A few months later, I came in for my yearly medical marijuana evaluation. After going over my current dosing levels, how my symptoms were being affected with the medicine, and a physical exam, the doctor asked me if I had ever heard of something called Cannabinoid Hyperemesis Syndrome. At this point, I had familiarized myself somewhat, but wanted a doctor’s opinion on the subject. He told me the same story of intense nausea, vomiting, stomach pains and patients unable to leave their bathrooms in the mornings from the discomfort. I remembered those days, lying on the bathroom floor, in so much hurt; but those days were mostly gone now that I was using cannabis.
I told my doctor I did notice a kind of “hangover” of sorts when I had smoked cannabis from certain dispensaries. While I’m not sure of the similarities they might have had in common at the time, I did notice that certain grow’s bud would leave me feeling less than keen, sometimes even headache-y, or a tad nauseous. These symptoms were not consistent however, even in times of excessive use. I agreed to monitor my symptoms and communicate if things got worse. Being the inquisitive stoner that I am, I went home and googled accordingly. This syndrome was gaining traction among medical professionals, and I wanted to know why.
Some states are showing increased rates of CHS diagnoses, and it’s really no wonder that these are also states who are also sporting legal weed. When something is no longer criminal, people feel more inclined to talk about it, and even admit to using it, on a pretty regular basis apparently. A lot of doctors (especially in states where cannabis is still a crime) are still unfamiliar with cannabis’s varying effects on the body, and CHS seems like an opportune go-to when they are unsure of other possible scenarios.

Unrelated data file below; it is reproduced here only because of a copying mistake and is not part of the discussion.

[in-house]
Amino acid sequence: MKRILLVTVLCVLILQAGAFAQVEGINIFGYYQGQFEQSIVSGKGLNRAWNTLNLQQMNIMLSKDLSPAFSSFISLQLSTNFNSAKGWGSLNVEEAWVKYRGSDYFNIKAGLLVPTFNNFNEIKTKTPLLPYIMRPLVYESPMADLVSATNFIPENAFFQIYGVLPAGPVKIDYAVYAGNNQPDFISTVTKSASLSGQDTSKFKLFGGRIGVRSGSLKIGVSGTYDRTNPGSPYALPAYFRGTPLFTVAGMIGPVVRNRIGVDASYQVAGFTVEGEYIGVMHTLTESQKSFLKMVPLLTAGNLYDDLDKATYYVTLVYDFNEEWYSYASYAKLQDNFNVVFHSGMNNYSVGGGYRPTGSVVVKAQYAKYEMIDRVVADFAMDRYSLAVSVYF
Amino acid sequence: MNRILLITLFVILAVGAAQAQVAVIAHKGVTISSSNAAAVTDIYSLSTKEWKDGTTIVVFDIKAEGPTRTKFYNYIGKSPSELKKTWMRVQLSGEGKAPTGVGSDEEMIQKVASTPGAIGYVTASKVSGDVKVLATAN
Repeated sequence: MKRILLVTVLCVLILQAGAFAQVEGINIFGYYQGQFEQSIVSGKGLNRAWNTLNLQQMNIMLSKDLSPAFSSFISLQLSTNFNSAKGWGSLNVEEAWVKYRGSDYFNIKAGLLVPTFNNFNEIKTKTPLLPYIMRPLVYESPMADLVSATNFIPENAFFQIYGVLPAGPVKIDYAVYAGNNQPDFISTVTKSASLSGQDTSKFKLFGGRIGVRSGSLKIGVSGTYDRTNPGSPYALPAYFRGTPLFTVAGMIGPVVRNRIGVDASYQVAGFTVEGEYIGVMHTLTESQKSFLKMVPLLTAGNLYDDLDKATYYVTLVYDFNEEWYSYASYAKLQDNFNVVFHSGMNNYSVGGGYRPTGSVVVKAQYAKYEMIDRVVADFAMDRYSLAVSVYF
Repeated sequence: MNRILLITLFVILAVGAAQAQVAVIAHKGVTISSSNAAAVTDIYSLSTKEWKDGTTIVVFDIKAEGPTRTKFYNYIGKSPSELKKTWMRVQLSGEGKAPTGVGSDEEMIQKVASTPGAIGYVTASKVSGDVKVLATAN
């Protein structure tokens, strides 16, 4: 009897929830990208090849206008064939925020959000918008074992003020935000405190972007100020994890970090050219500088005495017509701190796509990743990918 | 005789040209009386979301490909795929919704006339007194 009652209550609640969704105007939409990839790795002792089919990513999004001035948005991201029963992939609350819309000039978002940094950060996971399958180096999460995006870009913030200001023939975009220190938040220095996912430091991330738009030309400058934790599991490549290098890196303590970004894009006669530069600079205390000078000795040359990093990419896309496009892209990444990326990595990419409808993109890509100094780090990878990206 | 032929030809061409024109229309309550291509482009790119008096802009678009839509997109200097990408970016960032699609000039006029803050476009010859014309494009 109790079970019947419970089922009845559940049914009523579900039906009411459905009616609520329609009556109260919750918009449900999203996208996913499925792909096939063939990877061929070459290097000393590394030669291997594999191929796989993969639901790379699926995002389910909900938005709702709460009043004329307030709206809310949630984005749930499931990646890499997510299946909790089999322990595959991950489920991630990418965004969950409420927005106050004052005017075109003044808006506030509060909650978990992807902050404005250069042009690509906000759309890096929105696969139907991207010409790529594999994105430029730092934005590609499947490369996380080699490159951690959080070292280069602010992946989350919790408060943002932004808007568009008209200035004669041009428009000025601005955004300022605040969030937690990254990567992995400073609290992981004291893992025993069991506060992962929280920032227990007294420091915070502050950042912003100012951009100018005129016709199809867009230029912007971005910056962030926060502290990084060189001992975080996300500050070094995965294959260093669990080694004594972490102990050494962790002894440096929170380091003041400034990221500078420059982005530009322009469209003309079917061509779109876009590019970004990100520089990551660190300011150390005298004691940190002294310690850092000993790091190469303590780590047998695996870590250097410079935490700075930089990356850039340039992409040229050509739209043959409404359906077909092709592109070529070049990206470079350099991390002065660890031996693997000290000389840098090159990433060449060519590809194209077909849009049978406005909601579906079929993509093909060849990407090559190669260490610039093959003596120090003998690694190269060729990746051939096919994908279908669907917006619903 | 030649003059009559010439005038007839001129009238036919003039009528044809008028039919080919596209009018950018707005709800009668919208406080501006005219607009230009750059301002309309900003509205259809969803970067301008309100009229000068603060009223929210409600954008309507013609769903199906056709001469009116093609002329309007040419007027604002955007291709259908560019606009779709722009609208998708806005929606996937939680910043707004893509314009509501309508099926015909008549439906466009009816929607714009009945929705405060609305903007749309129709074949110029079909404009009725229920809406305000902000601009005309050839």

We are certainly still learning about what’s safe and appropriate for agriculture meant for combustion, not just consumption. Growers here in Colorado have had their share of pesticide safety and awareness issues. The Eagle20 scare spawned by Livwell’s angry patients brought the community’s attention to a detail that had long been overlooked.
Using approved pesticides responsibly and correctly is something the cannabis industry is still working through. And one that kept coming up in my research of this CHS issue was something called azadirachtin.
Azadirachtin is a derivative of neem oil that is present in a lot of natural pesticides and is currently used in tons of industrial grows here in Colorado. While neem has been used for centuries for a variety of reasons, it is also being used in a way that, long term, we still do not know the effects. Another idea about neem is that while it might seem the safer, more natural option, a lot of growers may not take into consideration the half life is likely very different in indoor lighting versus natural light, needing more time to be flushed from the plant than something grown in a greenhouse or outdoor garden.